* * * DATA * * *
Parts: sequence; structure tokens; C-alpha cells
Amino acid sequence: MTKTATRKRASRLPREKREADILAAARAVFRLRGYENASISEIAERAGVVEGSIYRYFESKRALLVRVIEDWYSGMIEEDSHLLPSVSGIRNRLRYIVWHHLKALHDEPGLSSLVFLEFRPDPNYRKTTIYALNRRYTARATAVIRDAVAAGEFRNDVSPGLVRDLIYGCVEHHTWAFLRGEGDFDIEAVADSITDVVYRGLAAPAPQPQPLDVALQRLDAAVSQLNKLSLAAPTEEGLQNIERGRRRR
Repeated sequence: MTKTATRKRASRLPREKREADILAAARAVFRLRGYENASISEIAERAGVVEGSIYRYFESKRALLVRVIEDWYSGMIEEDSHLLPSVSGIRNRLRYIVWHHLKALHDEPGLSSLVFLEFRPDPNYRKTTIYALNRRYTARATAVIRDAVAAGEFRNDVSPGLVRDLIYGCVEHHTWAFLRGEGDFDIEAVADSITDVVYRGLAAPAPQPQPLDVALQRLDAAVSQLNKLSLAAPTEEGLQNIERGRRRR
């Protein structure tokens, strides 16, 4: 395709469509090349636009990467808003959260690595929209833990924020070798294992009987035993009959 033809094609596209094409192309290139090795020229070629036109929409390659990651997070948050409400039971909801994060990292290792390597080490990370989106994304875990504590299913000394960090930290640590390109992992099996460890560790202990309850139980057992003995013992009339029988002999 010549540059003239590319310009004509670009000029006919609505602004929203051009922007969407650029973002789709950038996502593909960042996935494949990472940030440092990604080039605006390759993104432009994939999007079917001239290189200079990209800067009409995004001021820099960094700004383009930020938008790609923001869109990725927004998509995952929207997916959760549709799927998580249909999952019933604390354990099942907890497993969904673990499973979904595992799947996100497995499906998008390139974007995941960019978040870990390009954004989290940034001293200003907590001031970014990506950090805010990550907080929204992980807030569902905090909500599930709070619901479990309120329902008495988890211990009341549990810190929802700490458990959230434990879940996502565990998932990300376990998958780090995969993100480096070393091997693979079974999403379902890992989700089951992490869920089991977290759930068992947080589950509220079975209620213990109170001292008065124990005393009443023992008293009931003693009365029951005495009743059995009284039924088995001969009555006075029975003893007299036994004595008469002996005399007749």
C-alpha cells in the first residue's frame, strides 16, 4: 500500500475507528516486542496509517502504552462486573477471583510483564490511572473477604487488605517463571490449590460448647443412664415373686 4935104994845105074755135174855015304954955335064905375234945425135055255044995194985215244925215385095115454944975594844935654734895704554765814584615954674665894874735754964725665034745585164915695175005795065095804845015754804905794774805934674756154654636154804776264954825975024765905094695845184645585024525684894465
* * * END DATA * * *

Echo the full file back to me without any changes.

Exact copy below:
Parts: sequence; structure tokens; C-alpha cells
Amino acid sequence: MTKTATRKRASRLPREKREADILAAARAVFRLRGYENASISEIAERAGVVEGSIYRYFESKRALLVRVIEDWYSGMIEEDSHLLPSVSGIRNRLRYIVWHHLKALHDEPGLSSLVFLEFRPDPNYRKTTIYALNRRYTARATAVIRDAVAAGEFRNDVSPGLVRDLIYGCVEHHTWAFLRGEGDFDIEAVADSITDVVYRGLAAPAPQPQPLDVALQRLDAAVSQLNKLSLAAPTEEGLQNIERGRRRR
Repeated sequence: MTKTATRKRASRLPREKREADILAAARAVFRLRGYENASISEIAERAGVVEGSIYRYFESKRALLVRVIEDWYSGMIEEDSHLLPSVSGIRNRLRYIVWHHLKALHDEPGLSSLVFLEFRPDPNYRKTTIYALNRRYTARATAVIRDAVAAGEFRNDVSPGLVRDLIYGCVEHHTWAFLRGEGDFDIEAVADSITDVVYRGLAAPAPQPQPLDVALQRLDAAVSQLNKLSLAAPTEEGLQNIERGRRRR
């Protein structure tokens, strides 16, 4: 395709469509090349636009990467808003959260690595929209833990924020070798294992009987035993009959 033809094609596209094409192309290139090795020229070629036109929409390659990651997070948050409400039971909801994060990292290792390597080490990370989106994304875990504590299913000394960090930290640590390109992992099996460890560790202990309850139980057992003995013992009339029988002999 010549540059003239590319310009004509670009000029006919609505602004929203051009922007969407650029973002789709950038996502593909960042996935494949990472940030440092990604080039605006390759993104432009994939999007079917001239290189200079990209800067009409995004001021820099960094700004383009930020938008790609923001869109990725927004998509995952929207997916959760549709799927998580249909999952019933604390354990099942907890497993969904673990499973979904595992799947996100497995499906998008390139974007995941960019978040870990390009954004989290940034001293200003907590001031970014990506950090805010990550907080929204992980807030569902905090909500599930709070619901479990309120329902008495988890211990009341549990810190929802700490458990959230434990879940996502565990998932990300376990998958780090995969993100480096070393091997693979079974999403379902890992989700089951992490869920089991977290759930068992947080589950509220079975209620213990109170001292008065124990005393009443023992008293009931003693009365029951005495009743059995009284039924088995001969009555006075029975003893007299036994004595008469002996005399007749």
C-alpha cells in the first residue's frame, strides 16, 4: 500500500475507528516486542496509517502504552462486573477471583510483564490511572473477604487488605517463571490449590460448647443412664415373686 4935104994845105074755135174855015304954955335064905375234945425135055255044995194985215244925215385095115454944975594844935654734895704554765814584615954674665894874735754964725665034745585164915695175005795065095804845015754804905794774805934674756154654636154804776264954825975024765905094695845184645585024525684894465